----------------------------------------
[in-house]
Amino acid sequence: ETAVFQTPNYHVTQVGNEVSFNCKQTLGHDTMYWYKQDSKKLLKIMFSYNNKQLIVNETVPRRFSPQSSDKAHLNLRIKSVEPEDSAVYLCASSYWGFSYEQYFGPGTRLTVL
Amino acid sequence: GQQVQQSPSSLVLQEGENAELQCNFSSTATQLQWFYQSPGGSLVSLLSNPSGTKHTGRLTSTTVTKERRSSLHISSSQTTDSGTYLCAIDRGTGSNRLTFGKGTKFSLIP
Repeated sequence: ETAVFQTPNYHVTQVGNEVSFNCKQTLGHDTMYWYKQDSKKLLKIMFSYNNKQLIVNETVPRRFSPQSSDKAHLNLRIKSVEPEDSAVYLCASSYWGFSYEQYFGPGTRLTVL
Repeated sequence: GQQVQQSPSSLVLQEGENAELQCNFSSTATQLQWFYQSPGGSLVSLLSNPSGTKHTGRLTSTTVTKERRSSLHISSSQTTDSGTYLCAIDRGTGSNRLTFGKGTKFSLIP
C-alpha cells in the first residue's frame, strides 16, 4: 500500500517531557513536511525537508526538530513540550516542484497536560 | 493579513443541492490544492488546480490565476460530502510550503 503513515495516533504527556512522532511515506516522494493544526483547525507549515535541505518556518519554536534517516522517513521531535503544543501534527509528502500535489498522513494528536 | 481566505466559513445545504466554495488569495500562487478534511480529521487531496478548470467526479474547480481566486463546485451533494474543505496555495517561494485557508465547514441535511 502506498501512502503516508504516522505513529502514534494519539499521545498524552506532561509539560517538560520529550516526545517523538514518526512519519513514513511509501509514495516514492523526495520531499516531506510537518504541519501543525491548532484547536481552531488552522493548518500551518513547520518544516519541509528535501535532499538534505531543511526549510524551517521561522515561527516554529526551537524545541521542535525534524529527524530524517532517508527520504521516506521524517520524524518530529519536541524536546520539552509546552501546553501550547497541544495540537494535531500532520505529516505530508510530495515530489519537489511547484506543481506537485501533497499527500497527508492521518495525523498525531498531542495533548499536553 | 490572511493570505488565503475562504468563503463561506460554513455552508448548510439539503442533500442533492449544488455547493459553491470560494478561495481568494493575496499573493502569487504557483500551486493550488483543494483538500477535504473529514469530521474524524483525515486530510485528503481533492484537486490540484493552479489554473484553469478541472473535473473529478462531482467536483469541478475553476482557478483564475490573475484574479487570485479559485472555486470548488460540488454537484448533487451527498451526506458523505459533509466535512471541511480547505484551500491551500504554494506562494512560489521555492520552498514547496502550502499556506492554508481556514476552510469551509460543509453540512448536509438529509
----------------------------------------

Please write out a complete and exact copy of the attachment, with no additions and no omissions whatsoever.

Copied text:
[in-house]
Amino acid sequence: ETAVFQTPNYHVTQVGNEVSFNCKQTLGHDTMYWYKQDSKKLLKIMFSYNNKQLIVNETVPRRFSPQSSDKAHLNLRIKSVEPEDSAVYLCASSYWGFSYEQYFGPGTRLTVL
Amino acid sequence: GQQVQQSPSSLVLQEGENAELQCNFSSTATQLQWFYQSPGGSLVSLLSNPSGTKHTGRLTSTTVTKERRSSLHISSSQTTDSGTYLCAIDRGTGSNRLTFGKGTKFSLIP
Repeated sequence: ETAVFQTPNYHVTQVGNEVSFNCKQTLGHDTMYWYKQDSKKLLKIMFSYNNKQLIVNETVPRRFSPQSSDKAHLNLRIKSVEPEDSAVYLCASSYWGFSYEQYFGPGTRLTVL
Repeated sequence: GQQVQQSPSSLVLQEGENAELQCNFSSTATQLQWFYQSPGGSLVSLLSNPSGTKHTGRLTSTTVTKERRSSLHISSSQTTDSGTYLCAIDRGTGSNRLTFGKGTKFSLIP
C-alpha cells in the first residue's frame, strides 16, 4: 500500500517531557513536511525537508526538530513540550516542484497536560 | 493579513443541492490544492488546480490565476460530502510550503 503513515495516533504527556512522532511515506516522494493544526483547525507549515535541505518556518519554536534517516522517513521531535503544543501534527509528502500535489498522513494528536 | 481566505466559513445545504466554495488569495500562487478534511480529521487531496478548470467526479474547480481566486463546485451533494474543505496555495517561494485557508465547514441535511 502506498501512502503516508504516522505513529502514534494519539499521545498524552506532561509539560517538560520529550516526545517523538514518526512519519513514513511509501509514495516514492523526495520531499516531506510537518504541519501543525491548532484547536481552531488552522493548518500551518513547520518544516519541509528535501535532499538534505531543511526549510524551517521561522515561527516554529526551537524545541521542535525534524529527524530524517532517508527520504521516506521524517520524524518530529519536541524536546520539552509546552501546553501550547497541544495540537494535531500532520505529516505530508510530495515530489519537489511547484506543481506537485501533497499527500497527508492521518495525523498525531498531542495533548499536553 | 490572511493570505488565503475562504468563503463561506460554513455552508448548510439539503442533500442533492449544488455547493459553491470560494478561495481568494493575496499573493502569487504557483500551486493550488483543494483538500477535504473529514469530521474524524483525515486530510485528503481533492484537486490540484493552479489554473484553469478541472473535473473529478462531482467536483469541478475553476482557478483564475490573475484574479487570485479559485472555486470548488460540488454537484448533487451527498451526506458523505459533509466535512471541511480547505484551500491551500504554494506562494512560489521555492520552498514547496502550502499556506492554508481556514476552510469551509460543509453540512448536509438529509